Bush and Gore ride the third rail
While he works things out with McCain, Bush continues to face attacks from his likely general election foe. Reuters reports that Gore blasted Bush's Social Security plan as "The Freedom to Lose Your Social Security Act." The vice president raised questions about how market downturns would affect retirees under the Bush proposal and how quickly the federal government could respond in any economic emergency. "How will Congress respond a few short years from now to the news that a significant percentage of Social Security recipients had suddenly lost a major portion of the retirement income?" Gore asked. He also challenged the Texas governor to debate the issue this month. "Governor Bush can explain why he has left the door open to raising the retirement age, and I can explain why I think it is bad public policy and a disservice to those who work hard, physical jobs," Gore said.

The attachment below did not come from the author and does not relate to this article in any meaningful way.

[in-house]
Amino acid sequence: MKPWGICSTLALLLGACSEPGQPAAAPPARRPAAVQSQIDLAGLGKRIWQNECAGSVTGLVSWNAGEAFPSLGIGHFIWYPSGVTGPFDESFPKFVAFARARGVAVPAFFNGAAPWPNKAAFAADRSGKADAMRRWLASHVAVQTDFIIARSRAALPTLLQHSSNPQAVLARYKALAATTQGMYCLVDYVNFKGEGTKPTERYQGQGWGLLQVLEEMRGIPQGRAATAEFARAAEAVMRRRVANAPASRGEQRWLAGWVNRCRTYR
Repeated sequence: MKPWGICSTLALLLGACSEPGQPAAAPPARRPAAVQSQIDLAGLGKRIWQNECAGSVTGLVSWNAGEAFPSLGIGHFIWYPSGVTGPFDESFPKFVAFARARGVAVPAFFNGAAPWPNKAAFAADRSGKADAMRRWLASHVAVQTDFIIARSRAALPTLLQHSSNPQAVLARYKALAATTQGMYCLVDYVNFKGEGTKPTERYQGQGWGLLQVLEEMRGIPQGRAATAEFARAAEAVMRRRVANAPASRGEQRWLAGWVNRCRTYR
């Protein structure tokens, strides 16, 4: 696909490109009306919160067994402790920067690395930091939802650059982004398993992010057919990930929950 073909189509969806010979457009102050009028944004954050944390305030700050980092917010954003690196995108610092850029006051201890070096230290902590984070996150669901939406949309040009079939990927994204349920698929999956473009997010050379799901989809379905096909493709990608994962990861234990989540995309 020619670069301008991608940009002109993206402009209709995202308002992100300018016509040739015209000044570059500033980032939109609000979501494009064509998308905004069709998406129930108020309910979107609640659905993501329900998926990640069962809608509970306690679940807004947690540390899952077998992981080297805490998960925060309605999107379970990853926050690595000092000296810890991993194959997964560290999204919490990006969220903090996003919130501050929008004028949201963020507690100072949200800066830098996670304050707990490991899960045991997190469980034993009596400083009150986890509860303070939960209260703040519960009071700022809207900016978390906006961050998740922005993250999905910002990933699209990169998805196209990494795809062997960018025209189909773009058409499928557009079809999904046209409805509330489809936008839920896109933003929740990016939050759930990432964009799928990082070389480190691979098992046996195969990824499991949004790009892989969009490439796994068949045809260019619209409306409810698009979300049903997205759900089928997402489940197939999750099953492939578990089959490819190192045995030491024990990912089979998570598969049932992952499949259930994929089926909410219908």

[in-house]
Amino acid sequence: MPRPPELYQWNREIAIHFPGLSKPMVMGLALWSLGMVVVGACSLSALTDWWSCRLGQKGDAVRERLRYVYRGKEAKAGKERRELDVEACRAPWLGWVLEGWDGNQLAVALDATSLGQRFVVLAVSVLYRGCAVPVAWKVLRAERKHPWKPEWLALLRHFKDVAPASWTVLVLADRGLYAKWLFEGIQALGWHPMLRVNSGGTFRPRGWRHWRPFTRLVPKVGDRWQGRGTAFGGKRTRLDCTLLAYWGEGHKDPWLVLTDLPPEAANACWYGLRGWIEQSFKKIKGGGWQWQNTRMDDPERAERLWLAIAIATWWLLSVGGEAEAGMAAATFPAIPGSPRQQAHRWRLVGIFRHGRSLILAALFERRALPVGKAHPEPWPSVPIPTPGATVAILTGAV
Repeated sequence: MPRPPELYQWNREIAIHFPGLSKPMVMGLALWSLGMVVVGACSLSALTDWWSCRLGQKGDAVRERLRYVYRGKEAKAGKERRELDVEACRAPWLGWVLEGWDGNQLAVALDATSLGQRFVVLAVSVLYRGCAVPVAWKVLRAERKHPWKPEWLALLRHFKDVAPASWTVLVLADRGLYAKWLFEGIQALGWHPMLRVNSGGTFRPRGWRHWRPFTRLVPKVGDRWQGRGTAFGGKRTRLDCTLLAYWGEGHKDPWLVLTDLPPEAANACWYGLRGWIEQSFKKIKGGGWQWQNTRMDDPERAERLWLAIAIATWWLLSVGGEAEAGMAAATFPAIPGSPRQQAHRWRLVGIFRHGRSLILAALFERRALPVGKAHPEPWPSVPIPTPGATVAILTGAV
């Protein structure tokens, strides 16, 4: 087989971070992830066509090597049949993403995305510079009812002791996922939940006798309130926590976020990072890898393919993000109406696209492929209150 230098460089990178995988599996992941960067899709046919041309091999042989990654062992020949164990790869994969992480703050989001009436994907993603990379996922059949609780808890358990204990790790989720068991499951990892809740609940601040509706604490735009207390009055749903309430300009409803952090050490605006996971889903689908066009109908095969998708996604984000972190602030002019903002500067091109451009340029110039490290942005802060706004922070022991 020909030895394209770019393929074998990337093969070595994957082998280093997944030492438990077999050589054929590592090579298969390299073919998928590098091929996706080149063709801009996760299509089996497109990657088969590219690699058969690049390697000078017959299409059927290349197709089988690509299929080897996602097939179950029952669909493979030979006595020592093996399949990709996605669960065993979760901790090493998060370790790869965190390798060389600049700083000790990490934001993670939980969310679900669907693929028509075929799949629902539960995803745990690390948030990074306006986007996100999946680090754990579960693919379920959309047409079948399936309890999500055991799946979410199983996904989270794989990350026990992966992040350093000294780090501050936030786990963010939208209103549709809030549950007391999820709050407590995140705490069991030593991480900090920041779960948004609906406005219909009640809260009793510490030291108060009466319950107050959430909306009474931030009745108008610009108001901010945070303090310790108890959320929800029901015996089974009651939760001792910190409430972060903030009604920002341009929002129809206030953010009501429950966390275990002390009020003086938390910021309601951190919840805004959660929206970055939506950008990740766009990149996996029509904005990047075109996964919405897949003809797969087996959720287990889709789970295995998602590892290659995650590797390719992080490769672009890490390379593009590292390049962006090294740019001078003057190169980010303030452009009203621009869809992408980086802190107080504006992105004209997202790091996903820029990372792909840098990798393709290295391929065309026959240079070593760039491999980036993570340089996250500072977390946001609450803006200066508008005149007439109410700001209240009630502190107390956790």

Candidates' true colors shine on Social Security
According to a Los Angeles Times analysis, their policies on Social Security and Medicare offer a dramatic contrast between radical moderates Bush and Gore. "The Gore approach to budget surpluses is much more prudent; the Bush approach to structural reforms of the entitlement programs is more promising," said Robert Bixby, executive
director of the Concord Coalition, a nonpartisan fiscal watchdog group. "They have set up a good dichotomy that people can look at." Bush has shown rare political courage for bringing up the topic at all, counting on a public ready for reform to balance those frightened by Democratic "Mediscare" tactics. Gore, on the other hand, offers few changes to the programs, but takes more care than Bush to prevent overspending.
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On the trail
7 a.m. -- Open phones.
8:15 a.m. -- Dr. Mitchell Rosenthal, president and CEO of Phoenix House, and Dennis Fleming, recovering heroin addict from East Islip, N.Y.
9 a.m. -- Open phones with morning newspaper articles.
9:15 a.m. -- David North, editor in chief, Aviation Week.